Lyrics of the day: Yeah you wana find love then you know where the city is – The City by The 1975
Hello dear readers
Here’s a city-appreciation post. Living the “uni life” has been a great experience for me thus far. I’ve met great people who all share my passion for writing. I’ve come out of my mind a little bit. I tend to always be negative about studying in central London, mainly because it doesn’t help with my SAD and social anxiety, but there are good days. On Fridays for example, I get a 2 hour break in between seminars, so once I finally decided it was time to go to Charring Cross and visit the biggest Foyles Store in London.
Note to reader: I have spent around £100 in Foyles in the past month – indeed, ‘tis the reason I am partially broke.
It was a 5 minute train journey, and once I found myself in Charring Cross I recognised the place from a school trip to the Art Museum, over 10 years ago.
I lingered for a while, admiring the scenery and enjoying the sunshine that happened to grace us all on that particular day. It was all very gratifying. I came across a man sitting with a box of coloured chalks, drawing up all the different flags he knew, and in the middle he wrote “PEACE AND LOVE”. People were walking by and dropping coins on their own flags to represent. That’s when it dawned on me just how lucky I am to live in one
of the most multi-cultural cities in the world. A lot of people gathered around just to appreciate the man’s work, as did I, and I felt a sense of togetherness that I don’t feel even when I’m with family of friends; a sense that it’s okay to be alone, because we’re all alone together.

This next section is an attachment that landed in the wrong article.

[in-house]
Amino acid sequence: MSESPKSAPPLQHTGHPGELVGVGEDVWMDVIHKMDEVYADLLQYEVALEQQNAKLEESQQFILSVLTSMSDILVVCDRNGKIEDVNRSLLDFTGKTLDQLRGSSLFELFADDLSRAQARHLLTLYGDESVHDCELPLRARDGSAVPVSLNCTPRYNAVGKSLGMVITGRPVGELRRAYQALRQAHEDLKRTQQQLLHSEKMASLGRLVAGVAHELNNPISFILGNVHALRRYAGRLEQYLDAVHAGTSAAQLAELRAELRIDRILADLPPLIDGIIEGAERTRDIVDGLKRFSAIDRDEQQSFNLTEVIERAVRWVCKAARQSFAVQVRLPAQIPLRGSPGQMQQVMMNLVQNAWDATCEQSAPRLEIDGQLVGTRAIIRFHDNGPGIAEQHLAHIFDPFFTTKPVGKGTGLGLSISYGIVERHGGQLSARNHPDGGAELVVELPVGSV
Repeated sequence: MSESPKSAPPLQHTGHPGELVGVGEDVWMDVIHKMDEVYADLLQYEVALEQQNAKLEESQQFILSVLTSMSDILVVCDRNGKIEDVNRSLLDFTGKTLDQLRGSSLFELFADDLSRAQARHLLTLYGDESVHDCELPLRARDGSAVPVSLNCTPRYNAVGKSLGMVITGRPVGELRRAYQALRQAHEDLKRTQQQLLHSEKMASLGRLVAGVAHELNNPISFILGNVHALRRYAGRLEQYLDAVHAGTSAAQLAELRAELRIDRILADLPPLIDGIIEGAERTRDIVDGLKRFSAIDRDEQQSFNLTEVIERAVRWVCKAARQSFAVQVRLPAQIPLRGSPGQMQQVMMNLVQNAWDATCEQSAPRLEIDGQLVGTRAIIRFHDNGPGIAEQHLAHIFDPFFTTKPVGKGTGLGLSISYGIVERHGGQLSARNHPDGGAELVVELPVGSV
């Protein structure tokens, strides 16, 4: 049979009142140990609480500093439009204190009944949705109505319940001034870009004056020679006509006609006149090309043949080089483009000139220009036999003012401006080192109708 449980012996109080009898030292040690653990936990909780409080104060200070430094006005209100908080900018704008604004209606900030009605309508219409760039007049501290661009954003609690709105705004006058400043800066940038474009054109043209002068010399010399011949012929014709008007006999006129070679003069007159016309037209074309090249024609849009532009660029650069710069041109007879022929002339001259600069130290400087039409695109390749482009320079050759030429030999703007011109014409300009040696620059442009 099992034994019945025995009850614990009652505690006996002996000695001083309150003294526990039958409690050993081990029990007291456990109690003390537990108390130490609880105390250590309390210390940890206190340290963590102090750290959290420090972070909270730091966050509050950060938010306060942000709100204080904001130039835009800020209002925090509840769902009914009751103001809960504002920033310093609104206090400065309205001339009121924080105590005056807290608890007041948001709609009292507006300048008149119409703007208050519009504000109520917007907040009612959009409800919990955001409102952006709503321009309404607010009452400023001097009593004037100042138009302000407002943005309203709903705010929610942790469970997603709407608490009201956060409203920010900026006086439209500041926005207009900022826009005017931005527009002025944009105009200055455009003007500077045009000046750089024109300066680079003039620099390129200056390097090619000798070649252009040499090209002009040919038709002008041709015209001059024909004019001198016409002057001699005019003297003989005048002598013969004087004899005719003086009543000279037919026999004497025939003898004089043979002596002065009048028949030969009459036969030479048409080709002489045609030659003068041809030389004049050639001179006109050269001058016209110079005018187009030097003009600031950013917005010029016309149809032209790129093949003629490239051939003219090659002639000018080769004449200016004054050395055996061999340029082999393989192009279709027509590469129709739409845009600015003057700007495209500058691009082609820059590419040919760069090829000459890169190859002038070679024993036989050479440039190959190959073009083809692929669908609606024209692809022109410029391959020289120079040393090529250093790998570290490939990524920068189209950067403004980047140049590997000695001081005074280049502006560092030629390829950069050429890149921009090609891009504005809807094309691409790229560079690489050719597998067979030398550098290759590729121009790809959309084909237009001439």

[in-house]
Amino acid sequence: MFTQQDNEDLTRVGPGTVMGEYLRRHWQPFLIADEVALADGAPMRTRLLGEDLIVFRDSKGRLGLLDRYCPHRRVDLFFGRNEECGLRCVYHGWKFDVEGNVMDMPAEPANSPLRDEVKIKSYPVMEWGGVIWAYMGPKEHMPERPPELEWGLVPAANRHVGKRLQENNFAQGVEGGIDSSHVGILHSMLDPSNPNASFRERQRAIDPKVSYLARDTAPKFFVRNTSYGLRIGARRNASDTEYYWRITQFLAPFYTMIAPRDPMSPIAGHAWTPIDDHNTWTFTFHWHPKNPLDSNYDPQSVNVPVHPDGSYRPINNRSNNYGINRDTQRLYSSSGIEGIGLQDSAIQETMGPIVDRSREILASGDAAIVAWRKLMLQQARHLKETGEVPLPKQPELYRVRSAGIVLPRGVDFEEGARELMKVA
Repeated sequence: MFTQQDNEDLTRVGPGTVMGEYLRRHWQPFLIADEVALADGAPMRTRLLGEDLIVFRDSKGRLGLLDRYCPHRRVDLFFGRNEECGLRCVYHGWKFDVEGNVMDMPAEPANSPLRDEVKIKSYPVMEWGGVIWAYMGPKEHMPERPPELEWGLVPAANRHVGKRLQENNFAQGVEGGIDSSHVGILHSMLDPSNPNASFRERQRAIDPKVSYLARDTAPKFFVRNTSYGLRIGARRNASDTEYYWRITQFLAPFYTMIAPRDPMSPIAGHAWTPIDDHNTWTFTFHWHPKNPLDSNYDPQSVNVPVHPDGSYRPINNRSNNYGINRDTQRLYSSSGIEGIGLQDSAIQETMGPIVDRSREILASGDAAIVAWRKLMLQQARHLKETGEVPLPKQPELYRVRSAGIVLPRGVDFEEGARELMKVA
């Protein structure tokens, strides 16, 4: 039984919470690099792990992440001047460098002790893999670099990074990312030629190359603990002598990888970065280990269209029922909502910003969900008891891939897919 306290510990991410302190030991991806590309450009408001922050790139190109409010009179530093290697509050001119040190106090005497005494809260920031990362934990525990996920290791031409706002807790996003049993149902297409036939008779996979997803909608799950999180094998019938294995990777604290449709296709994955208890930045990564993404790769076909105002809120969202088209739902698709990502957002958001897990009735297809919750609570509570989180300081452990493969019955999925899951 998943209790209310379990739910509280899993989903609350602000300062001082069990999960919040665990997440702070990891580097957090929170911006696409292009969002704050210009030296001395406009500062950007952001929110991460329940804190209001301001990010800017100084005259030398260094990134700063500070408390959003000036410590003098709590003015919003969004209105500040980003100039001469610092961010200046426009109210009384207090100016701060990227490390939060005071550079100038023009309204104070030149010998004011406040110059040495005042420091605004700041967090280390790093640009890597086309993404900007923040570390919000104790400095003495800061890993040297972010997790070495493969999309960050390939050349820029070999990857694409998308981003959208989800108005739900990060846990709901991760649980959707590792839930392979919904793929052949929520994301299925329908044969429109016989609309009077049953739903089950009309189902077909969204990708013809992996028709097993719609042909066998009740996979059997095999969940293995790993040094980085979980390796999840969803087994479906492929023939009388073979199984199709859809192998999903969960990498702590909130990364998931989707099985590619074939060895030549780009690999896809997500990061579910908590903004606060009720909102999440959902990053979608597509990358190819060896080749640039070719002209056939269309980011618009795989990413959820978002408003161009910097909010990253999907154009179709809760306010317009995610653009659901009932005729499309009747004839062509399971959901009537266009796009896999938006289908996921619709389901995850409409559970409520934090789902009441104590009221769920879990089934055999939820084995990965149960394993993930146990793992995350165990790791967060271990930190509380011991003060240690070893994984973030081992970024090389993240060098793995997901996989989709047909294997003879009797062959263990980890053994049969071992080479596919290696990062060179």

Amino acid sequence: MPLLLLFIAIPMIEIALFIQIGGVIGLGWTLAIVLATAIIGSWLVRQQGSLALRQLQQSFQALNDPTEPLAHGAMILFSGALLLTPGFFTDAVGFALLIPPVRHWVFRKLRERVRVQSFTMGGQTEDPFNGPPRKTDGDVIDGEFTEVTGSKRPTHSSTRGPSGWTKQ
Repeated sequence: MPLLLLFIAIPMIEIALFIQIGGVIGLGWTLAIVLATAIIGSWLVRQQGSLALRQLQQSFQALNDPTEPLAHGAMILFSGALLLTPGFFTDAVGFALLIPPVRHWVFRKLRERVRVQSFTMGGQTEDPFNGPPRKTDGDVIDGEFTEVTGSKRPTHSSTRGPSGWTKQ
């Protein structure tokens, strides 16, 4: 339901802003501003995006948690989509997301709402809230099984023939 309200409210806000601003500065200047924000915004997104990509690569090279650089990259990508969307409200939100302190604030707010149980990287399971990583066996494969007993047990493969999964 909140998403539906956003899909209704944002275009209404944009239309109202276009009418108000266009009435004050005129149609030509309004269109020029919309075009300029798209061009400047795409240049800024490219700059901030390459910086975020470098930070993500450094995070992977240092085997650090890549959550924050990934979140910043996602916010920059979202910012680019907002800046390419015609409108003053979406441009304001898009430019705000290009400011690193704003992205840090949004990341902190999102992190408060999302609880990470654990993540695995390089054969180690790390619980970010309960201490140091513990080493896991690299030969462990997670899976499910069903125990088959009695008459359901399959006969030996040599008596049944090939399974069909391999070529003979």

Soon after that I decided to get the bus to Foyles, but once I got to the bust stop it felt wrong to just sit there, waiting for a bus to take me somewhere, when there was so much to see.
So I got up and walked. I felt my inner Harold Fry manifesting so I just went with my instincts, turned left and walked on and on. From Charring Cross to Tottenham Court Road to Chancery Lane to Holborn. I didn’t find Foyles in the end, but it didn’t matter. I finally grasped why the journey is more important than the destination. I found lots of lovely little places to sit and read in peace. I found restaurants that served foreign cuisine and even found a cute little market where a woman stood singing opera for those at a nearby café. This whole trip got me thinking about London, about how fortunate I am to be a Londoner. When living in the outskirts of a city, it’s easy to forget that you have all of this available to you, all this wonder and joy and hidden adventure, all within your reach.
So look around and fall in love with your place in the world